[I posted this on my Instagram feed yesterday. I received so many touching and heartfelt responses on the way it spoke to so many people, that I decided to reprint it for you here. Minus the abbreviations and space limitations.]
My #tbt pic brings me a lot of memories. Bad ones.
I was the kid with buckteeth, my mom cut my hair using a bowl on my head, and my clothes were cheap hand-me-downs from my big brother. I detested being poor and made a solemn promise to myself that when I grew up, I would become a millionaire.
I went to school with rich kids. At least they seemed rich to me, because they had their own rooms and their families went on real vacations. My mom was selling Avon all day to raise her three kids, so we couldn’t take vacations. I hated those kids and lived in resentment and jealousy, determined to become wealthy so I could come back and rub it in the faces of all of them.
Then I did become a millionaire. So I started collected exotic cars, buying $50K watches, and all of the things to prove to everyone that I had fuck-you money. (All of the swag shit you see the posers here on Instagram showing, only for me, I really had that stuff.)
But an interesting thing happened in the process…
I picked up some insights and wisdom along the way. I thought I wanted to be rich so I could afford to get my teeth fixed and buy new clothes so other kids wouldn’t make fun of me. And that did drive me at first. But the real reasons I wanted to become wealthy were much deeper.
I did it so my mom would never have to worry about money again. So no one would ever be able to hold me back. So I could make a difference for others.
Why am I telling you all this?
Because you might be the kid with the buckteeth, the kid who didn’t have lunch money, or the one that got bullied. You could be the grownup now, still dealing with insecurity – emotional, financial or both.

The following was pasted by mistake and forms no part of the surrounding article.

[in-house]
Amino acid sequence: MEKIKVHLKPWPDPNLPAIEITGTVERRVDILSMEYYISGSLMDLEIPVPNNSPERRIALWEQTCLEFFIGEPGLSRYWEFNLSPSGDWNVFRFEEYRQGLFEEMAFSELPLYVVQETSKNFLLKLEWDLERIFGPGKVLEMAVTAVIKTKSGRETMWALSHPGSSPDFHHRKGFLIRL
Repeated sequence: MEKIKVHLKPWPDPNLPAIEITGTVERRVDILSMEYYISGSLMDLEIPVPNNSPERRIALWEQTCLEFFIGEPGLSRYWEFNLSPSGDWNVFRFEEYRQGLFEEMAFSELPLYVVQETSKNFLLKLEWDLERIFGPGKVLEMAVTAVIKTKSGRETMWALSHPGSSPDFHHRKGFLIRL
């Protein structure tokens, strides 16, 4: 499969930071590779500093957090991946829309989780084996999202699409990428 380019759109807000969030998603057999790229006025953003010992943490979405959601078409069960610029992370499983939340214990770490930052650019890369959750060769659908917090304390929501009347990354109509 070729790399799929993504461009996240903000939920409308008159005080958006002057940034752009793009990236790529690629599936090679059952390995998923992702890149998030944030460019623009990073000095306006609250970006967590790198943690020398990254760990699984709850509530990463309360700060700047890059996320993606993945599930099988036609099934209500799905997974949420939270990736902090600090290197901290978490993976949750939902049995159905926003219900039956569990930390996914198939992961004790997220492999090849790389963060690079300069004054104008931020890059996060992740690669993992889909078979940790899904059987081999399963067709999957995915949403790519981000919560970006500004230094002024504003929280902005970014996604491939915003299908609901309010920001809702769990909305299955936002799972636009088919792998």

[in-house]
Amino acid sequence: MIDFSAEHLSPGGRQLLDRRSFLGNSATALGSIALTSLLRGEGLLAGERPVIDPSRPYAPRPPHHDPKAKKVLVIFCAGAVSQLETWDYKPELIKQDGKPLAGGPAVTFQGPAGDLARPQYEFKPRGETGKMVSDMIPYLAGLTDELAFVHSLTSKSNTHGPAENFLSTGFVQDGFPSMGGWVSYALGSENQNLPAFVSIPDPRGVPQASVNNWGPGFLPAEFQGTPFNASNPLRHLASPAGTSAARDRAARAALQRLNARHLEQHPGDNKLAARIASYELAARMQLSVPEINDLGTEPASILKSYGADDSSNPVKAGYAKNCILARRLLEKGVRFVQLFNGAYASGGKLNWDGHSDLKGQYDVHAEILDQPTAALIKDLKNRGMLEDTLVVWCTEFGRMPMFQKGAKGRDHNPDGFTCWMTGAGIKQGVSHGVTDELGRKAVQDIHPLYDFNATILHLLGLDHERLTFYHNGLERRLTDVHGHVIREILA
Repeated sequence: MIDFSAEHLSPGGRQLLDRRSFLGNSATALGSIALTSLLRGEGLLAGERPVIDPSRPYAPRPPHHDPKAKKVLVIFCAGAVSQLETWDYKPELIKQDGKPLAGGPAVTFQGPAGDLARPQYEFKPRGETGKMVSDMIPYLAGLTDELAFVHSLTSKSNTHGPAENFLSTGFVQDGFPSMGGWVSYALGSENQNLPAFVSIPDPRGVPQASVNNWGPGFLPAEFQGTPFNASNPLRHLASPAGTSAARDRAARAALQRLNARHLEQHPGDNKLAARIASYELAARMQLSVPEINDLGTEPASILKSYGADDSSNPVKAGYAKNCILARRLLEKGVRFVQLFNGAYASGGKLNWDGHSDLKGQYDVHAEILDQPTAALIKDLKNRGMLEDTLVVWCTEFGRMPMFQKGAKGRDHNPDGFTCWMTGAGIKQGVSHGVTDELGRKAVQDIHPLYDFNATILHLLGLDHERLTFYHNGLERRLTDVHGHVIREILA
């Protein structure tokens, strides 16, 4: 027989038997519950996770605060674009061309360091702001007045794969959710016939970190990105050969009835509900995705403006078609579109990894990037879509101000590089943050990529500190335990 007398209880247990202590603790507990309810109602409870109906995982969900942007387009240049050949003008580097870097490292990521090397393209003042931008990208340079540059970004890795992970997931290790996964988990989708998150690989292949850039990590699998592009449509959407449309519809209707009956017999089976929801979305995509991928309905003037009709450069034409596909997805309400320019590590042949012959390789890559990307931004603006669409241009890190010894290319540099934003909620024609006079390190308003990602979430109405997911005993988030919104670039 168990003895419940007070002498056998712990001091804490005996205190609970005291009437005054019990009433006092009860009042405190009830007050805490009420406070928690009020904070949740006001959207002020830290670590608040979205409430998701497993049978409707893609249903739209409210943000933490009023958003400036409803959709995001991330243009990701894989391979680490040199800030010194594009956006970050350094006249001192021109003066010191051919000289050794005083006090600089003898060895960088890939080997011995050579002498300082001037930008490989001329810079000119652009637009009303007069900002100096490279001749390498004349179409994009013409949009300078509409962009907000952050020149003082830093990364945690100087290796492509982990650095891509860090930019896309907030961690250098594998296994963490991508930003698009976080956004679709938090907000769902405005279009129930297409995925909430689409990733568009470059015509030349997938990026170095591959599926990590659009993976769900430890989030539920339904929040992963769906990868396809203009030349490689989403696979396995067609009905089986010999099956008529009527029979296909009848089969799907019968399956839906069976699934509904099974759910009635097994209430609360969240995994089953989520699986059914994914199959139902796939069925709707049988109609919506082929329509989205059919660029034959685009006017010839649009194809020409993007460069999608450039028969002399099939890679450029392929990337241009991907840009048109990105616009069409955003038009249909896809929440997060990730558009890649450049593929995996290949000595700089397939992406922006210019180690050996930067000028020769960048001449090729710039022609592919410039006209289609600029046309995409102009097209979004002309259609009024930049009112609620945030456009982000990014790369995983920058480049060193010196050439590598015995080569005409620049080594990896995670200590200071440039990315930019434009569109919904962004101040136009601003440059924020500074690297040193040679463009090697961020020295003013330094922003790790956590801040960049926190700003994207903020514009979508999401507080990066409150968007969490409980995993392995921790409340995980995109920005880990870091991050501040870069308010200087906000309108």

Here’s what you should know…
Those kids that ridiculed me, did it out of ignorance and because they were hurting too. Stuff we think is life and death at that age doesn’t actually amount to much. It’s never about if you’re wearing designer jeans or Kmart jeans; what matters is the heart of the person in them.
It’s easy to become bitter, lash out and accept being a victim. Don’t take the bait. No one can hold you back but yourself.
Let being broke, being ridiculed, or being bullied be the fuel that drives you. The first step to helping the poor, downtrodden or exploited is to not be one of them. Decide that you won’t allow anyone to make you a victim, that you will become a victor.
Stop playing small. It’s an insult to the force that created you. To embolden yourself, associate with bold people.
Dream big. If your dreams are not bold, daring, and a little frightening – why bother with them at all?
And when you face challenges – and you will – remember that you’ve got a former scared, bucktoothed broke kid who is in your corner – believing in you and cheering you on!